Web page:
Today’s News - Tuesday, November 28, 2017

●  Kamin pays tribute to Ed Uhlir, gone much too soon: "the low-key architect who played an essential, behind-the-scenes role in bringing to life the high-wattage visual spectacle of Chicago's Millennium Park" (his "wry sense of humor" made our hard-hat tour of the park one of our faves).

●  Museum woes: Buffalo's Albright-Knox "may scrap original expansion plan to radically alter a beloved building by Gordon Bunshaft" (no images of new concept - yet).

●  The controversial SANAA/Architectus expansion plans for the Sydney Modern gallery "is likely to spark furious debate about loss of open space" - despite a positive EIS, "a number of prominent architects are marshalling against it."

●  Also from Down Under, the Australian Institute of Architects "has refused to endorse the first stage of the competition to design the Adelaide Contemporary art gallery because entrants were identified."

●  Sayer parses the V&A's plan for a fragment of the Smithson's Robin Hood Gardens: "do we really want to experience failed architecture in a museum?" (Hatherley calls the move "salvaging from tragedy to create a working-class theme park").

●  Brussat uses Hawthorne and Saffron's reviews of RAMSA's Museum of the American Revolution in Philadelphia as a jumping-off point for a (not-unexpected) rebuttal to their "twisting the meaning of the American Revolution to fit the modernist narrative."

●  A round-up of "5 must-read reviews" of SmithGroupJJR's Museum of the Bible in Washington, DC ("Some moments border on cheesy; others are strikingly sober," says Artnet's Wecker).

●  A National League of Cities' report "cautions" that "cities must focus on equity when innovating" - or face "a growing social and economic divide that could de-stabilize cities."

●  Tiwari targets "urban disconnect": "A city that forgets about human connections has lost its way - there's one simple rule: connect people to places, people to transport and people to people (San Francisco's King Street is "a case study in connectivity").

●  Hosey ponders San Diego's "identity crisis. Where's the 'there' here?" (it "demands ingenuity from architects to respect the city fabric while reaching intelligently and elegantly for the sky").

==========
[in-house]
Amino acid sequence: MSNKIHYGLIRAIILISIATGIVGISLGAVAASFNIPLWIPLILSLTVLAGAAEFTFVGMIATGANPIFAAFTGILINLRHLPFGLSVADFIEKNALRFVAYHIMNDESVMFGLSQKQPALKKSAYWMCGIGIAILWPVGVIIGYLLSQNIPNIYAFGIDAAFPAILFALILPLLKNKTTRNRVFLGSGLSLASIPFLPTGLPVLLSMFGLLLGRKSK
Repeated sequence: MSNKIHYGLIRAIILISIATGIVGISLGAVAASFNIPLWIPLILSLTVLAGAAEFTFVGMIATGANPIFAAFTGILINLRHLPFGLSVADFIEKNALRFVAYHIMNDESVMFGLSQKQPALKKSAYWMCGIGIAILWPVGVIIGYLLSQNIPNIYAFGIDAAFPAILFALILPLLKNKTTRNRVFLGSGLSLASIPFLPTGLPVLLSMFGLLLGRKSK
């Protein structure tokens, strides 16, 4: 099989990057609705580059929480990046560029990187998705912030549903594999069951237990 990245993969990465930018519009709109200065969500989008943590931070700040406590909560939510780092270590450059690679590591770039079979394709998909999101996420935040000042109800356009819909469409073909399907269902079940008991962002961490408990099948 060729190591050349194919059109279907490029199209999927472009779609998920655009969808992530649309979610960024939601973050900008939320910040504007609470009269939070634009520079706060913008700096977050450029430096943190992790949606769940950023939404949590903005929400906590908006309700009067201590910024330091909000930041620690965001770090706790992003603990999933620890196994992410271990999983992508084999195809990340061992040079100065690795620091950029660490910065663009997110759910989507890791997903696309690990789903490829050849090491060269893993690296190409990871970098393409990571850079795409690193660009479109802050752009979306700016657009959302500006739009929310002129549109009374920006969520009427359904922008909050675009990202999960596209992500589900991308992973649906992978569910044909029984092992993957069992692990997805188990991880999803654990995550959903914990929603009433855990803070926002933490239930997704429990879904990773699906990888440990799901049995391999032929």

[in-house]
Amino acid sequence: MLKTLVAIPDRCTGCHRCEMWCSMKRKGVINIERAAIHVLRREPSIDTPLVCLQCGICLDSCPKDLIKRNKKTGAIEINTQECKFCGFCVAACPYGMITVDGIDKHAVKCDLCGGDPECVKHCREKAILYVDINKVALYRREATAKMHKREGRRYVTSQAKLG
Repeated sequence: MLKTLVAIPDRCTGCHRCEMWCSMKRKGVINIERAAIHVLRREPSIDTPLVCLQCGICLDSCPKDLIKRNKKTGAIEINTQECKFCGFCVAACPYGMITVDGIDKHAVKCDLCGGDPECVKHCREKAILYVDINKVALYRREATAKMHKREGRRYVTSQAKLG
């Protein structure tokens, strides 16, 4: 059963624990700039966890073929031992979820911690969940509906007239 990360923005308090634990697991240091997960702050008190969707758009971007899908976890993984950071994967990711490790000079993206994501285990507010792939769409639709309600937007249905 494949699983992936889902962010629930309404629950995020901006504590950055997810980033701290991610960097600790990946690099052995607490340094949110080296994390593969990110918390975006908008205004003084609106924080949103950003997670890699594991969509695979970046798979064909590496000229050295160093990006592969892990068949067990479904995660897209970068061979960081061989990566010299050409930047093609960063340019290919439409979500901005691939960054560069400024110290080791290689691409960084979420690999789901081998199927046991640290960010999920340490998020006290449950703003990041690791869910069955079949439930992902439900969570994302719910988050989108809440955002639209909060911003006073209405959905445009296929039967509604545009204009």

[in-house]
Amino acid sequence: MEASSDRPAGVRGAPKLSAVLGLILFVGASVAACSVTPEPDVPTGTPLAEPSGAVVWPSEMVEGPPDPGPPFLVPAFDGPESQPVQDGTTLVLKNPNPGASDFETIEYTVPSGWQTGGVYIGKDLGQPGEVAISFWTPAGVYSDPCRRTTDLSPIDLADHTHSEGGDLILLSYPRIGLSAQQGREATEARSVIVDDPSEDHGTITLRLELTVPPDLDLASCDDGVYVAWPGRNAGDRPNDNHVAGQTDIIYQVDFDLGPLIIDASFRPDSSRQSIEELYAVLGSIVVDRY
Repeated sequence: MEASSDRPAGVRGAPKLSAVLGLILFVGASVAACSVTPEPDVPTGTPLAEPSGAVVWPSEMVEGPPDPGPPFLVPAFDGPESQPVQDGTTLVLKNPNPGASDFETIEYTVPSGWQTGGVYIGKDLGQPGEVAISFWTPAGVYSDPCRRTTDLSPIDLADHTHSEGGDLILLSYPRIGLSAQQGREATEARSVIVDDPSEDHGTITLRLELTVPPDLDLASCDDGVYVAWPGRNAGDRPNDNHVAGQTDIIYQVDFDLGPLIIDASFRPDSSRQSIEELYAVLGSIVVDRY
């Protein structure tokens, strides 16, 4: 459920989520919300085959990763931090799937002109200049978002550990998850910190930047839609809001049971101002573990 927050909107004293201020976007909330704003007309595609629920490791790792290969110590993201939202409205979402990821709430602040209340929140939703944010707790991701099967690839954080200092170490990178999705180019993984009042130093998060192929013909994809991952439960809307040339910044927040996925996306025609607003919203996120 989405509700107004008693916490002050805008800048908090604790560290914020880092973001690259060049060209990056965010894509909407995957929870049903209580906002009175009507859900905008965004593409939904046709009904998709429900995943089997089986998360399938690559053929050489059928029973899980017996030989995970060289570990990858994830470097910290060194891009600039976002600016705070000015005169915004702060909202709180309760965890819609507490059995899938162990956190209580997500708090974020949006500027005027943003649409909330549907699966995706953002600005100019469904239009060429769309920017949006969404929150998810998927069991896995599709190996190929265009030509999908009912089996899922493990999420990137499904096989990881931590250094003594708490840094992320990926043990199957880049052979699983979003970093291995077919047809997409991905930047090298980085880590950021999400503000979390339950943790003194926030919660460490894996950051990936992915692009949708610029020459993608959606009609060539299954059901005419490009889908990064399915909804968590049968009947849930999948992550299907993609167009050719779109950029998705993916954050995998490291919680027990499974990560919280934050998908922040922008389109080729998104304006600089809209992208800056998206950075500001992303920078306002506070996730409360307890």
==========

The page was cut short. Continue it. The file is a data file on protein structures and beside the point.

●  Sussman & Ward track "three unexpected findings" in their "game-changing eye-tracking studies that reveal how we actually see architecture" (are those traditionalists we hear applauding?).

●  Mortice considers Apple's new Foster-designed Chicago store: it "has plenty of civic ambitions, but doesn't quite live up to them. The reality is less than convincing."

●  A fascinating look at how tech giants "are competing for Israeli talent and their "brash can-do-it-all attitude and chutzpah" by revolutionizing how office buildings are designed and built in Israel ("greener and more user-friendly").

Of parklands and cityscapes scrutinized, altered, dreamt of - and just plain fun!

●  Sweet reports that the Feds are reviewing the impact of the Obama Presidential Center on Chicago's Jackson Park that "will strengthen the hand of local and national organizations wanting to manage the changes."

●  Columbus, Ohio, may see "backlash" from other cities that didn't win Smart City Challenge grants after it cut four projects and added a new one: "the altered proposal is not quite what the city originally submitted to win the $40 million grant."

●  Charlottesville withdraws its original RFP to redesign its recently renamed parks, and will issue a new one: "Expert designers are careful not to presume a vision for the parks. The key, they insist, is the process."

●  Will it or won't it: could the WWI Memorial be moved from Pershing Park to the National Mall? (either way, it all still sounds very iffy).

●  On a brighter note: Melbourne is getting a new 17-kilometre linear park underneath a new elevated rail line (dogs welcome).

●  Ohio State University invites some big guns to help re-imagine the connection between the university and the city's center (only at the "dreaming stage" - for now).

●  A look at Noguchi's playful playscapes, many unbuilt, that are still inspiring major public spaces today.

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